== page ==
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Paul Newman, a giant among actors, found something in his character, John Russell; a stillness, an incredible strength buried deep within honed survival skills, a quiet confidence, and ultimately a compassion for others. It is a very layered, compex, and brilliant portrayal.
The supporting cast was excellent, surrounding Newman with talented adversaries and cronies. Diane Cilento, as Jesse, was willful, pragmatic, outgoing, yet still sexy; the earth mother of the piece. Richard Boone was the bad-to-the-bone Cicero Grimes; adding a new dimension to villiany. Yes he was mean, was a bully, was hard-as-nails, yet Boone still was able to show us an interesting man with deep shadows on his past; a gem of a performance. Fredric March, as the San Carlos Indian Agent, Mr. Favor, allowed us to dislike him, then pity him. He managed to dredge up a form of redemption out of the shoals of a potentially one-dimensional character. Martin Balsam found an odd humanity within his Mexican character, the stage driver Mendez; a man prone to compromise, a survivor. And in a small flashy part of a Mexican bandit, Frank Silvera made a tremendous impact. He helped us to like this brigand, and he shined with every gesture and line.Read more ›
For example, Peter Peter Lazer as the ticket agent stands up to Cicero Grimes and enforces the rules of the stage company; that's an example of a white character in the movie showing integrity. Diane Cilento's character is frank and gritty and self-confident. She stands up to Grimes in the stagecoach, calling him on his lewd comments. It's her integrity at the end of the movie, her willingness to put her own life on the line for others, that makes Newman's character finally relent from his self-contained aloofness and face the outlaws.
Newman is generally described in these reviews as selfish and egotistical; I disagree. The scene in the bar where he clobbers a tough guy in a bar who's abusing Indians with the butt of his rifle, showed lots of courage and it was done for others who were not in a position to help themselves. (Western justice wouldn't help the Indians; they knew it, and Skip Ward and David Canary's characters knew they could get away with it.) I thought it showed a lot of guts on Russell's part. As a half-white he stood a better chance at justice; but then, he didn't rely on others to provide him with justice. That's one of my favorite scenes in the movie.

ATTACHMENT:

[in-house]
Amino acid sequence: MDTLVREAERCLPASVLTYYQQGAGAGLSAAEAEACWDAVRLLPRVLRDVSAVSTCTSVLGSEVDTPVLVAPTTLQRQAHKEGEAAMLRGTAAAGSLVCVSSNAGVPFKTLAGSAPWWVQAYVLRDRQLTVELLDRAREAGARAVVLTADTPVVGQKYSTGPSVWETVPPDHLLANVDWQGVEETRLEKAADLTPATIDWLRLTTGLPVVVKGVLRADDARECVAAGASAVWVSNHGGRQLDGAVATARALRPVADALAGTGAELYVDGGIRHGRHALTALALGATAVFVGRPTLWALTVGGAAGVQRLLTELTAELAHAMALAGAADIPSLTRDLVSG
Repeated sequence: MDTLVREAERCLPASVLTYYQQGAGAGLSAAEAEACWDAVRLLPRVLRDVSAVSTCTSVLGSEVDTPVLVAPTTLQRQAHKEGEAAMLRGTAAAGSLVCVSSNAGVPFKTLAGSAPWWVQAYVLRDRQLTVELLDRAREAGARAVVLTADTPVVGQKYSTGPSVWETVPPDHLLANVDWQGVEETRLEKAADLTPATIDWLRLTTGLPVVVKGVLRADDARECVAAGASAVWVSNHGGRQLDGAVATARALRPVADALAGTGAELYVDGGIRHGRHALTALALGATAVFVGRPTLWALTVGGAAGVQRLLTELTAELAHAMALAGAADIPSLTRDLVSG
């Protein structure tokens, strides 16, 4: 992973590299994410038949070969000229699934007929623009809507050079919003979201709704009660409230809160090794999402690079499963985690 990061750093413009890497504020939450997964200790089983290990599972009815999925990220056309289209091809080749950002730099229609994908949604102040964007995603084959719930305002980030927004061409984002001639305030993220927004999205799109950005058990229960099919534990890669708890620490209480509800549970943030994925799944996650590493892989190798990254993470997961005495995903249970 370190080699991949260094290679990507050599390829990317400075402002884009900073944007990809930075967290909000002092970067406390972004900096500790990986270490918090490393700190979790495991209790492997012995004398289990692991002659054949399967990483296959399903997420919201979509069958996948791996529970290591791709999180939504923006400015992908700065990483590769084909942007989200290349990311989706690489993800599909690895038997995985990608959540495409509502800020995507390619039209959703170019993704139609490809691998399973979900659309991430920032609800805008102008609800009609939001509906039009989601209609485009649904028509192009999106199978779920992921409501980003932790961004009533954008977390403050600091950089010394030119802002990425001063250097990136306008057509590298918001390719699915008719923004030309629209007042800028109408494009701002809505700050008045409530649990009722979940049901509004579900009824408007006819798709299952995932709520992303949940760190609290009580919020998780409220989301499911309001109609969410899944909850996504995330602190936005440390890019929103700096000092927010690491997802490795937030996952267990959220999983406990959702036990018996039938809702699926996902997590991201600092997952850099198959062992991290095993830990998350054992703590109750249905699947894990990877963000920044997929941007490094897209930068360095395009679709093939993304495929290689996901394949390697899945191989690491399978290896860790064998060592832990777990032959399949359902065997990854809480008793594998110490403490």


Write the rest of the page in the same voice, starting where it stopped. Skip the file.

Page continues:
The scene in the ticket office when Richard Boone's character Cicero Grimes enters, sets the background for a number of important aspects of the characters of the people in the cast.Read more ›
The film is perfect; without a wasted word of dialogue, stunning cinematography, brilliant acting and perfect editing. It is full of irony and is absolutely unpredictable. It is near to poetry on film as can be. It brings to mind every study of philosophy and Human nature that one has undertaken from high school through college and beyond, while at the same time being entertaining, amusing and thrilling. I will never forget Paul Newman's "John Russell," or Richard Boone's "Cicero Grimes," the two opposing forces of this film, with the uniquely essential characters of "Mendez" (Martin Balsam), "the Mexican" et. al. in between. A truly great film, in the opinion of one who has been driven to write only one movie review in his entire life; this one.
None of them succeed in changing him one iota. He goes down fighting, uncompromising. ...
Some great lines from the movie:
After not intervening on behalf of a victim of Grimes, and being berated for it by Jessie, Hombre says: "If it's all right with you, lady, I just didn't feel liking bleeding for him. And even if it isn't all right with you."
Jessie: "You mean you'd just let that (hostage) woman die?"
Hombre: "That's up to Grimes (the outlaw who held the woman hostage)." Hombre refuses to accept guilt for what is clearly Grimes' responsibility: the life of the hostage.
Jessie, after the stagecoach passengers are robbed, and are in a state of helplessness, speaking to Hombre: "Why do we keep trotting after you?"
Hombre: "Because I can cut it, lady."
Finally, Grimes comes up to "parley" with Hombre and the others trapped in an old mining shack. Hombre determines that Grimes has no right to any parley, as he was holding them there at the point of a gun.Read more ›
Most Recent Customer Reviews
Interesting movie. Character brilliantly written and played. All about integrity and justice. "Hombre", Paul Newman, born white, raised by Indians, identifies with their... Read morePublished 13 days ago by Yudit Ecsedy
Holds up surprisingly well and is a great counterweight to every other Western featuring Native Americans. Read morePublished 15 days ago by MJ Keating
I'm not a western fan, the western era was slightly before me. But, I know Newman. This is my favorite western for 2 reasons. I love the desert southwest visuals in this movie. Read morePublished 1 month ago by Zacharia
Paul Newman, are you kidding, never a sub-par performance. This man is a legend
perhaps the best ever.
Paul Newman at his best. A great western action flick with involving revenge, racism and courage.Published 1 month ago by Gerald Davis